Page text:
Hotel prices surge by up to €300 for Ed Sheeran Irish concerts
Hotels in Belfast, Cork, Dublin and Galway are almost full for Sheeran’s 2018 tour dates
Looking at price comparison website Hotels.com, hotels in the four cities are showing big price differences when compared with the week before the concerts, which take place between May 4th and 18th, 2018. Tickets are not due to go on sale until Saturday, July 8th.
In Dublin, a room at the Academy Plaza hotel, just off O’Connell Street, jumps from €127 to €424, the largest difference of the hotels surveyed. At the the Maldron Hotel, on Parnell Square, prices are up from €161 to €399, and at Jurys Inn Christchurch, rooms are priced €329, up from €119. Dates for the Dublin concerts are May 16th and 18th in the Phoenix Park.
In Cork, where Sheeran plays Páirc Uí Chaoimh on May 4th and 5th, rooms at the Metropole cost €210, up from €109 the previous week. The Rochestown Park hotel, on the outskirts of the city, rises from €123 to €275 and the biggest jump is at the four-star River Lee Hotel, from €145 to €389. Cork is suffering from a dearth of hotels at the moment, which may be affecting prices.
In Galway, setting for Sheeran’s hit song Galway Girl, there are almost no rooms available around the May 12th and 13th concerts at Pearse Stadium – even the hostels are almost full. The Menlo Park jumps from €107 to €274, the Clayton from €104 to €275, and the four-star Meyrick on Eyre Square from €169 to €319 though Sunday night is available for €209. Dates are May 12th and 13 in Pearse Stadium.
Things are not much better in in Belfast where the five- star Fitzwilliam Hotel goes up from €166 to €203, the Park Inn from €108 to €204, almost double, and the biggest rise is the Clayton from €118 to €287. Sheeran plays Boucher Fields on May 9th.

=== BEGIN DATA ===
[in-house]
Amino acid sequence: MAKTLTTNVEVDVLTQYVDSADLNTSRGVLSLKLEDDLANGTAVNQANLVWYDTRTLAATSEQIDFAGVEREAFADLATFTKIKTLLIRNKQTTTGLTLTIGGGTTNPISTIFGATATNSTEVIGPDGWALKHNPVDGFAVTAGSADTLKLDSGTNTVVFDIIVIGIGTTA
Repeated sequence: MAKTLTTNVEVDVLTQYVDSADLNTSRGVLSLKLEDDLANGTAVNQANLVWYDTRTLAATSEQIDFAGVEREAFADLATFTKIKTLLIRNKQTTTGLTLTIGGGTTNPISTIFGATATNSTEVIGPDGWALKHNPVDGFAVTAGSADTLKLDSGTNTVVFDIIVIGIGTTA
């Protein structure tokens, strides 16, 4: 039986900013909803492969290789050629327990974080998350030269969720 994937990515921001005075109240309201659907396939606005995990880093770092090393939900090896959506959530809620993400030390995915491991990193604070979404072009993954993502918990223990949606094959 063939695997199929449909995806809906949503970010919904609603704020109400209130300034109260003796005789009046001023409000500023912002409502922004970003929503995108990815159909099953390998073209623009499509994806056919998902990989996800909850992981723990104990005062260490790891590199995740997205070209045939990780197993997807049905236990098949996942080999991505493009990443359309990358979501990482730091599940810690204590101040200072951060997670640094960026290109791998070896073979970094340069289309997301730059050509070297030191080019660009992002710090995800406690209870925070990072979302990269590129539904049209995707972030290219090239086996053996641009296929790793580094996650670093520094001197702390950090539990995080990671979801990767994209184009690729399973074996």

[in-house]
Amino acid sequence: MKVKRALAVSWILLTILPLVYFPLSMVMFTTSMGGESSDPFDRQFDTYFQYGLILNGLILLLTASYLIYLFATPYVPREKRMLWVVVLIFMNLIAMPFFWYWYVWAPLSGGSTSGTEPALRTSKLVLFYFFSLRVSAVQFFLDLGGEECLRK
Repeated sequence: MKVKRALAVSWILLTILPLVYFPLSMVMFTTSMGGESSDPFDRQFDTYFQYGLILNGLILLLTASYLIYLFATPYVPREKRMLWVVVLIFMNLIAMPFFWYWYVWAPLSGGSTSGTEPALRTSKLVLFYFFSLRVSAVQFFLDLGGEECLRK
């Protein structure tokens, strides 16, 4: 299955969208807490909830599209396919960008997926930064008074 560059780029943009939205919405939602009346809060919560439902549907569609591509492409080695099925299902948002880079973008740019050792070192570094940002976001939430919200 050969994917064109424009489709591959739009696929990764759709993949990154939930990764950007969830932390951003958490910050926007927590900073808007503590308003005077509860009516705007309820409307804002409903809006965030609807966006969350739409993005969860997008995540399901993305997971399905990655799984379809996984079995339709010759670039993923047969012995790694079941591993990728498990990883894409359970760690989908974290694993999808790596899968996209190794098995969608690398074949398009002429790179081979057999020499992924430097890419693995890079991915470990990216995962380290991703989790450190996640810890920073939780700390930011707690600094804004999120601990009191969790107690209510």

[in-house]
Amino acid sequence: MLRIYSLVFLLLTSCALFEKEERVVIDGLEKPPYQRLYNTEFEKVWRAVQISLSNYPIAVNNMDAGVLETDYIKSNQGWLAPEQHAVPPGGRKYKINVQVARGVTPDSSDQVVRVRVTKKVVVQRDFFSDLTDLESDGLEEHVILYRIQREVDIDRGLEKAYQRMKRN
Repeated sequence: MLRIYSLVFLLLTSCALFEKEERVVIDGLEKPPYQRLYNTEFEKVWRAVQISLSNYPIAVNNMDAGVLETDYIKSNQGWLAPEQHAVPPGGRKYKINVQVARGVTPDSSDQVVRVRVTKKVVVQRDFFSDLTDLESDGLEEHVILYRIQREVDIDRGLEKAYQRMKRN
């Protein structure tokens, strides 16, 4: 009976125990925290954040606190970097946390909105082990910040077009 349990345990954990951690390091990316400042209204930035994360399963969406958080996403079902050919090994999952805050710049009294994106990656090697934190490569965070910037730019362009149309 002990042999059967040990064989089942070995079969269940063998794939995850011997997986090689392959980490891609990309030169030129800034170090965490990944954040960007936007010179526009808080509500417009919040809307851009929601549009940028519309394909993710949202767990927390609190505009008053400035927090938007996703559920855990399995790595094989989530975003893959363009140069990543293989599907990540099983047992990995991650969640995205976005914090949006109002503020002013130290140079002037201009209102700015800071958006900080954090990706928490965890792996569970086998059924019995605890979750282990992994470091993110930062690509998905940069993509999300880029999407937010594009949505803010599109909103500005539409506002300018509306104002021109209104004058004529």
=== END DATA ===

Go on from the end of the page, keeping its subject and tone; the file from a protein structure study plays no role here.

Reservations are already very high around the concert dates: Galway is 93 per cent booked out, Cork is 86 per cent booked out and Belfast is at 56 per cent according to Hotels.com. Some of the reservations may be as a result of hotels blocking rooms in anticipation of stronger rates.
Dermott Jewell of the Consumer Association of Ireland accused hotels of “price-gouging”. “You can’t keep fleecing people. It is entirely wrong and unethical for the hotel industry to think they can keep doing this. The Government helped them out in 2011 by reducing the VAT rate to 9 per cent and it is time for the Minister for Finance to review it,” he said.
The Irish Hotels Federation responded with a statement about prices. “Irish hotel room rates are highly competitive compared to other European city destinations. As always, the Irish Hotels Federation recommends that people book early to get the best value room rates and do not rely on just one source when comparing accommodation prices. It is also advisable for people to check hotels’ own websites, where prices are often better and promotional rates may be available.
“Typically, well over 80 per cent of room bookings for large events and busy weekends are booked well in advance and represent good value. It is generally the final 10 per cent of room stock that would experience noticeable movement towards the registered public rates – which is the rate displayed in bedrooms and in Fáilte Ireland guides.”
Ed Sheeran tickets go on sale on Saturday, July 8th at 9am and, in an effort to avoid the sale of tickets at inflated prices, the maximum number of tickets you can buy is four. Concert-goers are expected to bring tickets, booking confirmation and credit card, plus a valid form of ID. Those who do not have all the requirements risk not being admitted.
Resold tickets will only be valid if sold through the website Twicket, the official resale partner.